Surveys have shown that noise from wind turbines is perceived as annoying by a proportion of residents living in their vicinity, apparently at much lower noise levels than those inducing annoyance due to other environmental sources. The aim of the present study was to derive the exposure-response relationship between wind turbine noise exposure in L(den) and the expected percentage annoyed residents and to compare it to previously established relationships for industrial noise and transportation noise. In addition, the influence of . . . Complete article »

Pedersen, Eja; van den Berg, Frits; Bakker, Roel; and Bouma, Jelte
Response to noise from modern wind farms in The Netherlands
Abstract: The increasing number and size of wind farms call for more data on human response to wind turbine noise, so that a generalized dose-response relationship can be modeled and possible adverse health effects avoided. This paper reports the results of a 2007 field study in The Netherlands with 725 respondents. A dose-response relationship between calculated A-weighted sound pressure levels, and reported perception and annoyance was found. Wind turbine noise was more annoying than transportation noise or industrial noise at . . . Complete article »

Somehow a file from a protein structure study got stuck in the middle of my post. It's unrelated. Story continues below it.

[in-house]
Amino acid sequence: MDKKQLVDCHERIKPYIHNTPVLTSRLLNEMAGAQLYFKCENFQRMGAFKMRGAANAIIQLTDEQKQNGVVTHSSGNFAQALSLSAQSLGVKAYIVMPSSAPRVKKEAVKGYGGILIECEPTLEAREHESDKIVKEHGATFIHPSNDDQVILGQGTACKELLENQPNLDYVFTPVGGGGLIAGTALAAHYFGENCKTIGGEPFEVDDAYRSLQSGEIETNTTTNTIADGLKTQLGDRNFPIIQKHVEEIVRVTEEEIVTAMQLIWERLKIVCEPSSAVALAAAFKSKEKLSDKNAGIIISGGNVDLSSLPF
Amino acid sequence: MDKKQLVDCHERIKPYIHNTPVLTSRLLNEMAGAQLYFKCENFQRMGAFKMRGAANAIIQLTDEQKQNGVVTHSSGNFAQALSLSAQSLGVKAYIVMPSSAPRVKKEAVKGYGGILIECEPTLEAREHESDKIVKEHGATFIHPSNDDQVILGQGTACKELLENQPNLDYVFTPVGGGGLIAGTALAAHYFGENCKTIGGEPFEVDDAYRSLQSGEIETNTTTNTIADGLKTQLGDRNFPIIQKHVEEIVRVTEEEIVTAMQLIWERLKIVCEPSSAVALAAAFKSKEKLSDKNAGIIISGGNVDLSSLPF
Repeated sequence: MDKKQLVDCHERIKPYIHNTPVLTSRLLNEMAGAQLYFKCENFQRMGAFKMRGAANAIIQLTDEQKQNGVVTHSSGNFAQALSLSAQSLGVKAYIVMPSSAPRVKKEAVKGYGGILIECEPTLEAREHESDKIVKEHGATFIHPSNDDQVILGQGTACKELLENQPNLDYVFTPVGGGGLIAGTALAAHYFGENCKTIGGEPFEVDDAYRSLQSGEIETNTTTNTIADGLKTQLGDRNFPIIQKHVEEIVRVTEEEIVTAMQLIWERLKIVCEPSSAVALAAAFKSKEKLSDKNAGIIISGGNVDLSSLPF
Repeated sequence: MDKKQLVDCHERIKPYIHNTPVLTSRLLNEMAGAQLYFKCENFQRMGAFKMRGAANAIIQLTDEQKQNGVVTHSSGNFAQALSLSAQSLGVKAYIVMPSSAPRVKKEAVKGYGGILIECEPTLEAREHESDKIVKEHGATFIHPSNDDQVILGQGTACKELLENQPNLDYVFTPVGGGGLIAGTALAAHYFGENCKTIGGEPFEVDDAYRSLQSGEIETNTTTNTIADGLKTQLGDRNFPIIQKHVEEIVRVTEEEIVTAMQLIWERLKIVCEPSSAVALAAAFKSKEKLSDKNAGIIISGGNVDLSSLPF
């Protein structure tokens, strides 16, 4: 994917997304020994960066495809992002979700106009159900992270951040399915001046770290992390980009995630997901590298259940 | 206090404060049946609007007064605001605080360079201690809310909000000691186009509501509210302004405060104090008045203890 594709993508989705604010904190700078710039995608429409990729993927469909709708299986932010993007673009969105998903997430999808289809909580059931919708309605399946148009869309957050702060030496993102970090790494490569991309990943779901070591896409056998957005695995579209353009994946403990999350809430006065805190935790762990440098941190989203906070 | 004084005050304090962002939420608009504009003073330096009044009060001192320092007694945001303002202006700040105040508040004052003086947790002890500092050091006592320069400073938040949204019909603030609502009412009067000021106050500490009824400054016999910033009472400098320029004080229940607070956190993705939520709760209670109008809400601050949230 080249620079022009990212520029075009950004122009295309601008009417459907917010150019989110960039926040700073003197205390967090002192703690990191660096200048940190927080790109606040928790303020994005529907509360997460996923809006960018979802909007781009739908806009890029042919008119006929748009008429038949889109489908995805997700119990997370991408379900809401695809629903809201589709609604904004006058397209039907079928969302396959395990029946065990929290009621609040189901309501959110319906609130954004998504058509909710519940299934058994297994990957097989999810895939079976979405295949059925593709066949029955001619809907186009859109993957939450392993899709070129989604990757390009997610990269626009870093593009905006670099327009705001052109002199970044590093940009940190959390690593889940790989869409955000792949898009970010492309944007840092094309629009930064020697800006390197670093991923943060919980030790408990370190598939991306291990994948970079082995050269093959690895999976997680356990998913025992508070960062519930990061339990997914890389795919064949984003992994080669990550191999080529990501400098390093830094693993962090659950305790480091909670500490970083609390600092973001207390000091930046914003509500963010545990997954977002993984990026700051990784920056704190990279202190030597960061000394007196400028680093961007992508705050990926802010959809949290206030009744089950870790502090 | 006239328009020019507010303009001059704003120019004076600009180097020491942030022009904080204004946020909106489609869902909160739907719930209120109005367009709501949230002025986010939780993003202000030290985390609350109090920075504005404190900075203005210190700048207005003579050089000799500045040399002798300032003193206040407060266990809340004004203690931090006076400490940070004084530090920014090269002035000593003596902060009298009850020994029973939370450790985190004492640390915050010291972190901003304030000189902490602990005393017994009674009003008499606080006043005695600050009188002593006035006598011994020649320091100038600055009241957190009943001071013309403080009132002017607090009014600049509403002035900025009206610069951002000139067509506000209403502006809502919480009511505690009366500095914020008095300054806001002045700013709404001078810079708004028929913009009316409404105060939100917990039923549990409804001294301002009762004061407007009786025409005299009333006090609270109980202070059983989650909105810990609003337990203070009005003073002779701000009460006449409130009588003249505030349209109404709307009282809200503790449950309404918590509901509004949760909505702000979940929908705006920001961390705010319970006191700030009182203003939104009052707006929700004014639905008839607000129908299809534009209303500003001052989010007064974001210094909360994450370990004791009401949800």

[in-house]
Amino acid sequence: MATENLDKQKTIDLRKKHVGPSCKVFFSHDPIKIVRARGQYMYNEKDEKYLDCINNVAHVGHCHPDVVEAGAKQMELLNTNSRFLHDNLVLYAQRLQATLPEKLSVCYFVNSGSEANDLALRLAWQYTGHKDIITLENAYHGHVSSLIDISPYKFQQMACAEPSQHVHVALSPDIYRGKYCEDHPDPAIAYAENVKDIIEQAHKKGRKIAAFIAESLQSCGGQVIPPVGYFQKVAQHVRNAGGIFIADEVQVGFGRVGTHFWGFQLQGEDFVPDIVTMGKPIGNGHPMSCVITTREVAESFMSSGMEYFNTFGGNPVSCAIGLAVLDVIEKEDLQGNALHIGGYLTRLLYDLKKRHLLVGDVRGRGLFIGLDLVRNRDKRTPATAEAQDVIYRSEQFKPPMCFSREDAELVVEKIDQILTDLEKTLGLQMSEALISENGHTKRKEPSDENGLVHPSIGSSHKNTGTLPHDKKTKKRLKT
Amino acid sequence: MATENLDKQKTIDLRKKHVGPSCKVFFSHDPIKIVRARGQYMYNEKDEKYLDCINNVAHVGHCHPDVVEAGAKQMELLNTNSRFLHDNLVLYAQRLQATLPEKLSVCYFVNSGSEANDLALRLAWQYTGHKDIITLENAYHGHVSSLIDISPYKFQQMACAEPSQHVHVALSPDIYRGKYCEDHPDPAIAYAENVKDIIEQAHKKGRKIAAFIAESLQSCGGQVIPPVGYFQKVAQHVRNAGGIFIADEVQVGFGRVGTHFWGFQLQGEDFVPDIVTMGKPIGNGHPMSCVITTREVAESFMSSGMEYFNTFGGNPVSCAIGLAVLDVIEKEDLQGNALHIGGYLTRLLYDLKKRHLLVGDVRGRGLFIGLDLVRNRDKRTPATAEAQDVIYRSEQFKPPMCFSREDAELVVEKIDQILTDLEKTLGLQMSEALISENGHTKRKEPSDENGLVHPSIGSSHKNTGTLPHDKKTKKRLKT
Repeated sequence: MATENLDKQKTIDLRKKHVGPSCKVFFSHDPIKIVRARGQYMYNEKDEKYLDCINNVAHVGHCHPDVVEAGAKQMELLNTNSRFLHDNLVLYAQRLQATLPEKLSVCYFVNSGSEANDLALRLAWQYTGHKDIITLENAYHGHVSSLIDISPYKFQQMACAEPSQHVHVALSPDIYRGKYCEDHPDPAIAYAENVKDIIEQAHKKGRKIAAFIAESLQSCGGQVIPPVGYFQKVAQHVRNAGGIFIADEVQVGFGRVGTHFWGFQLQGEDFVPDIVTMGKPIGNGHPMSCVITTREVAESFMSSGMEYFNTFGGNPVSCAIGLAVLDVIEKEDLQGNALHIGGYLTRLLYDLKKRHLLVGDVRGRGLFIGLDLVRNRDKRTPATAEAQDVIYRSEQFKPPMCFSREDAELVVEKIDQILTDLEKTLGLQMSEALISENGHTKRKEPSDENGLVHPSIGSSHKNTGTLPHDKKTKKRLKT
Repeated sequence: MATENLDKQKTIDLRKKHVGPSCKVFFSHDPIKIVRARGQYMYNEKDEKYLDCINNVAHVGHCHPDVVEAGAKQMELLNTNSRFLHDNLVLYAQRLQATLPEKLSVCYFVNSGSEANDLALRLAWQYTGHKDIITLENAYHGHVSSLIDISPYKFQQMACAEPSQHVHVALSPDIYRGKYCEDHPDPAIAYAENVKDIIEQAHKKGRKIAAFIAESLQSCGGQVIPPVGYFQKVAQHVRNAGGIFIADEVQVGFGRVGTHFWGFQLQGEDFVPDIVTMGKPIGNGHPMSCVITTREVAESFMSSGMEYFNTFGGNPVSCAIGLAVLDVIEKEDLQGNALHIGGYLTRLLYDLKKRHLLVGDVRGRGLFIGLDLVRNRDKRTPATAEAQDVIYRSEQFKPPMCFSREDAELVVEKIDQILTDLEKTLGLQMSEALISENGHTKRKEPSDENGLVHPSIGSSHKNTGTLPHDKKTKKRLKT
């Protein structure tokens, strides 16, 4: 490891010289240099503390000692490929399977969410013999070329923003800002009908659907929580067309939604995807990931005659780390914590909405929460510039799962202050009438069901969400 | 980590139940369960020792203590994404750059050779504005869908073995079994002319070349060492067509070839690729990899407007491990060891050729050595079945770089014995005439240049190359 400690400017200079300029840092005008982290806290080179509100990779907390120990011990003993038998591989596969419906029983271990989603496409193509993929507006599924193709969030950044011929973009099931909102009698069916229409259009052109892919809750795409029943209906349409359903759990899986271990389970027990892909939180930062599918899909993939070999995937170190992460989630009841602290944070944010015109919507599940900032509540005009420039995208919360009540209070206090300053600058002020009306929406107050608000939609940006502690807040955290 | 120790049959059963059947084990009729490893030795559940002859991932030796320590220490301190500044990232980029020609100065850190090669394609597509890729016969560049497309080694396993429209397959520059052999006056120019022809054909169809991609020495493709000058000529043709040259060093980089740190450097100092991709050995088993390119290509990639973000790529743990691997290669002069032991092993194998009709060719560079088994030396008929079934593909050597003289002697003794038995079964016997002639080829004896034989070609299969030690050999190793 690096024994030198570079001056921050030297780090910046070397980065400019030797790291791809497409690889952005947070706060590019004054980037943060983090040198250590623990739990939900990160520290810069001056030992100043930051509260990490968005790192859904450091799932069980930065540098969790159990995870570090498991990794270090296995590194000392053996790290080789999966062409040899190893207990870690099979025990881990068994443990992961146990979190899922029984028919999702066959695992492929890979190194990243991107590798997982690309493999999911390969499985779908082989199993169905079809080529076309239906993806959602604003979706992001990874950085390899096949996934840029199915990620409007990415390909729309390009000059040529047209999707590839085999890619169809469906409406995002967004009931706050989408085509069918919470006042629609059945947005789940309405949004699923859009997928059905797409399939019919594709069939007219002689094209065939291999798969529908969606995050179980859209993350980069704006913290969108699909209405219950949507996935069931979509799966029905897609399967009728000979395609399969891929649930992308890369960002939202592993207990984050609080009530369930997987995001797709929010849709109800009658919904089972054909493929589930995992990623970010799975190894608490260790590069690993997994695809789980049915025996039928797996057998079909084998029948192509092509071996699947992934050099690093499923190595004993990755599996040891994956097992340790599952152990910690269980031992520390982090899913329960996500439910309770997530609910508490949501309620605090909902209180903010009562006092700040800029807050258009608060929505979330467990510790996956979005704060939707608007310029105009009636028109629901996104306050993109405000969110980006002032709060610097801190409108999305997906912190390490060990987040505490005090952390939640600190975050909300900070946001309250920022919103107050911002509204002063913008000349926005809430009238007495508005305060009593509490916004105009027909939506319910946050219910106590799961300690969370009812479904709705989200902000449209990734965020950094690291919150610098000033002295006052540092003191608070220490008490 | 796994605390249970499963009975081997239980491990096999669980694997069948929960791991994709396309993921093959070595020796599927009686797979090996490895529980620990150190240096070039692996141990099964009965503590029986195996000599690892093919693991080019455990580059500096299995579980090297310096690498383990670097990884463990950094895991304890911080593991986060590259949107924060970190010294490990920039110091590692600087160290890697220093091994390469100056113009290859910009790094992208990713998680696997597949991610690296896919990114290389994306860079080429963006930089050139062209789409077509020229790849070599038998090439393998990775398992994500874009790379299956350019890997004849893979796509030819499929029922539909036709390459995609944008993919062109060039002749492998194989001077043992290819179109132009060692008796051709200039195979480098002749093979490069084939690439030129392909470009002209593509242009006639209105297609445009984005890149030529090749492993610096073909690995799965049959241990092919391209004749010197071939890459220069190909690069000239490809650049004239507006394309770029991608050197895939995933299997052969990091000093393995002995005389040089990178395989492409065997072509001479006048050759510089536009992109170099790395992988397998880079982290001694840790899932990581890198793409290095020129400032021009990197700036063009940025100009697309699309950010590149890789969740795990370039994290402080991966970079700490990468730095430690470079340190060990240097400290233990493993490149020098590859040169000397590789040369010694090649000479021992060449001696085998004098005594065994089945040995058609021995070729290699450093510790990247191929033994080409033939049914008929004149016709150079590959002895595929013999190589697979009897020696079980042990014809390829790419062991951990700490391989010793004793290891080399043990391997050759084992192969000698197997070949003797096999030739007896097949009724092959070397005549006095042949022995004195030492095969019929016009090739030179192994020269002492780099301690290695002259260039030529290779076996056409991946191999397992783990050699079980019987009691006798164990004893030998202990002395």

Pedersen, Eja; Bouma, Jelte; Bakker, Roel; and van den Berg, Frits
Response to wind turbine noise in the Netherlands
Abstract: A cross-sectional study with the objective to explore the impact of wind turbine noise on people living in the vicinity of wind farms was carried out in the Netherlands in 2007. A postal questionnaire assessing response to environmental exposures in the living area, including wind turbine noise, was answered by 725 respondents (response rate: 37%). Immission levels of wind turbine noise outside the dwelling of each respondent were calculated in accordance with ISO-9613. The risk for being annoyed by . . . Complete article »

van den Berg, Frits; Pedersen, Eja; Bakker, Roel; and Bouma, Jelte
Wind farm aural and visual impact in the Netherlands
Abstract: The WINDFARMperception project, carried out in 2007/08 in the Netherlands, aimed to explore the impact of wind turbines on people living close to wind farms. The study group was selected in three types of area (countryside, countryside with major road, built up area) by means of a Geographic Information System (GIS). Each selected address was sithin 2.5 km of a wind turbine of at least 500 kW electric power and a similar turbine within 500 m of the first. . . . Complete article »